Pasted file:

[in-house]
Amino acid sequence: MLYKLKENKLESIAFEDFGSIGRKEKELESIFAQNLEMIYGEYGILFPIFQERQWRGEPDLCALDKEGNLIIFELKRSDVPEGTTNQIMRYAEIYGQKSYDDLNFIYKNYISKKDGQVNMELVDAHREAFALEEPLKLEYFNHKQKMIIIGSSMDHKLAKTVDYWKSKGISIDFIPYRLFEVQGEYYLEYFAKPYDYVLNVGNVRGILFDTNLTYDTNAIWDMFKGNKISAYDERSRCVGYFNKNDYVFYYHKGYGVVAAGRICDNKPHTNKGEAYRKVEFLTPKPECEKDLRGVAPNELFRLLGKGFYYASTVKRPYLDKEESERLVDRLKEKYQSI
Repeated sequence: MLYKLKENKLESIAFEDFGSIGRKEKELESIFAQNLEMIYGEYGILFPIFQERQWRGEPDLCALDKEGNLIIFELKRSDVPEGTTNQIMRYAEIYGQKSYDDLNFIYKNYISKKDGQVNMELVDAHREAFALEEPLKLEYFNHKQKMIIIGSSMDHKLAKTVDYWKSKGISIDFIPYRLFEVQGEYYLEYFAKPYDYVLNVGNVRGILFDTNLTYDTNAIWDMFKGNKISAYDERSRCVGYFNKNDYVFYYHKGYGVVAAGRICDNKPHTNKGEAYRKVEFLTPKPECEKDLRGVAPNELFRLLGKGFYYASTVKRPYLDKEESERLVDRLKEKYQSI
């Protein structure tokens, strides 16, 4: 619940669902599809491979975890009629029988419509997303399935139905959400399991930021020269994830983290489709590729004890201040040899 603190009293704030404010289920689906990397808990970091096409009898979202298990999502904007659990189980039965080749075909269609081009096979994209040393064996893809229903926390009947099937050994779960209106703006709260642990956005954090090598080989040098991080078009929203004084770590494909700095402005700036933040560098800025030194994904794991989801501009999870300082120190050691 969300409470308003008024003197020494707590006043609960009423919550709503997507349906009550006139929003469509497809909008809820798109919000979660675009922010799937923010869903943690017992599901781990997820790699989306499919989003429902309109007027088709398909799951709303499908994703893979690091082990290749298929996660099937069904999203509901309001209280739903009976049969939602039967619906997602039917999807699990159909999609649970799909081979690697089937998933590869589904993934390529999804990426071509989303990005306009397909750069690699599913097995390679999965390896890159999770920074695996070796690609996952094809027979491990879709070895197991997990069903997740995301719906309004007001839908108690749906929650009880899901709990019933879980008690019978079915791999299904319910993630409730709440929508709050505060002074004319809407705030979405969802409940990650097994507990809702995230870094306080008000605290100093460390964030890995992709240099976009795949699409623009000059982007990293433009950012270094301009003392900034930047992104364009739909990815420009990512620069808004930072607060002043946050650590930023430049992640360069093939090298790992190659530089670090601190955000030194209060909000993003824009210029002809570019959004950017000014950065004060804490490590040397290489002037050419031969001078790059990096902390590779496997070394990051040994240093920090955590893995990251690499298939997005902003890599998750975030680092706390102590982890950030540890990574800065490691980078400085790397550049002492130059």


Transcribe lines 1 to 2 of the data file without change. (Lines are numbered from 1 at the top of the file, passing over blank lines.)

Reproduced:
[in-house]
Amino acid sequence: MLYKLKENKLESIAFEDFGSIGRKEKELESIFAQNLEMIYGEYGILFPIFQERQWRGEPDLCALDKEGNLIIFELKRSDVPEGTTNQIMRYAEIYGQKSYDDLNFIYKNYISKKDGQVNMELVDAHREAFALEEPLKLEYFNHKQKMIIIGSSMDHKLAKTVDYWKSKGISIDFIPYRLFEVQGEYYLEYFAKPYDYVLNVGNVRGILFDTNLTYDTNAIWDMFKGNKISAYDERSRCVGYFNKNDYVFYYHKGYGVVAAGRICDNKPHTNKGEAYRKVEFLTPKPECEKDLRGVAPNELFRLLGKGFYYASTVKRPYLDKEESERLVDRLKEKYQSI